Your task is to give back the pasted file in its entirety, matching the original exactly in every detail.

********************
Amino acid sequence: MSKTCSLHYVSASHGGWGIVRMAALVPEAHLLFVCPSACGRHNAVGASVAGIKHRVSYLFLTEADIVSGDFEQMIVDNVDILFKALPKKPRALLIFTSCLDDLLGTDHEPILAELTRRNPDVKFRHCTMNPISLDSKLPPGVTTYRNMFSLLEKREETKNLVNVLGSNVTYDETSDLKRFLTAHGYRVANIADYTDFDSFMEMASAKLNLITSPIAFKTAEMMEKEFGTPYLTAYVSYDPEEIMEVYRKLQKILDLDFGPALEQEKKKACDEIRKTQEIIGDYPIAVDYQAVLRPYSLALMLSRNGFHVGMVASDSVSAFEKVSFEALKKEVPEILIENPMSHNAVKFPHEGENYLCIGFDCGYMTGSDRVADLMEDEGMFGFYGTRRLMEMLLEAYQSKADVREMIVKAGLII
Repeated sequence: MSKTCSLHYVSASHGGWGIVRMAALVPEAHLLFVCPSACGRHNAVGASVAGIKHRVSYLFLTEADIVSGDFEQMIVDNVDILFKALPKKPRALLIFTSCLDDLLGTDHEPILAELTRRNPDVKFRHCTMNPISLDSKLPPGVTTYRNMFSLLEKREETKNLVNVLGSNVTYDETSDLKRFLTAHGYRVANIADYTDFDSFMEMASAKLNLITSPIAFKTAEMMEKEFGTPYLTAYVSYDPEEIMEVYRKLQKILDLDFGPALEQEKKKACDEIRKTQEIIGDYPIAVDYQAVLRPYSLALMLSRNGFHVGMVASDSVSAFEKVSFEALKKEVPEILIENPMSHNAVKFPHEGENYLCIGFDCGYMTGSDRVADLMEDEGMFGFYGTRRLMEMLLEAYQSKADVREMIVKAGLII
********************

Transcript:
Amino acid sequence: MSKTCSLHYVSASHGGWGIVRMAALVPEAHLLFVCPSACGRHNAVGASVAGIKHRVSYLFLTEADIVSGDFEQMIVDNVDILFKALPKKPRALLIFTSCLDDLLGTDHEPILAELTRRNPDVKFRHCTMNPISLDSKLPPGVTTYRNMFSLLEKREETKNLVNVLGSNVTYDETSDLKRFLTAHGYRVANIADYTDFDSFMEMASAKLNLITSPIAFKTAEMMEKEFGTPYLTAYVSYDPEEIMEVYRKLQKILDLDFGPALEQEKKKACDEIRKTQEIIGDYPIAVDYQAVLRPYSLALMLSRNGFHVGMVASDSVSAFEKVSFEALKKEVPEILIENPMSHNAVKFPHEGENYLCIGFDCGYMTGSDRVADLMEDEGMFGFYGTRRLMEMLLEAYQSKADVREMIVKAGLII
Repeated sequence: MSKTCSLHYVSASHGGWGIVRMAALVPEAHLLFVCPSACGRHNAVGASVAGIKHRVSYLFLTEADIVSGDFEQMIVDNVDILFKALPKKPRALLIFTSCLDDLLGTDHEPILAELTRRNPDVKFRHCTMNPISLDSKLPPGVTTYRNMFSLLEKREETKNLVNVLGSNVTYDETSDLKRFLTAHGYRVANIADYTDFDSFMEMASAKLNLITSPIAFKTAEMMEKEFGTPYLTAYVSYDPEEIMEVYRKLQKILDLDFGPALEQEKKKACDEIRKTQEIIGDYPIAVDYQAVLRPYSLALMLSRNGFHVGMVASDSVSAFEKVSFEALKKEVPEILIENPMSHNAVKFPHEGENYLCIGFDCGYMTGSDRVADLMEDEGMFGFYGTRRLMEMLLEAYQSKADVREMIVKAGLII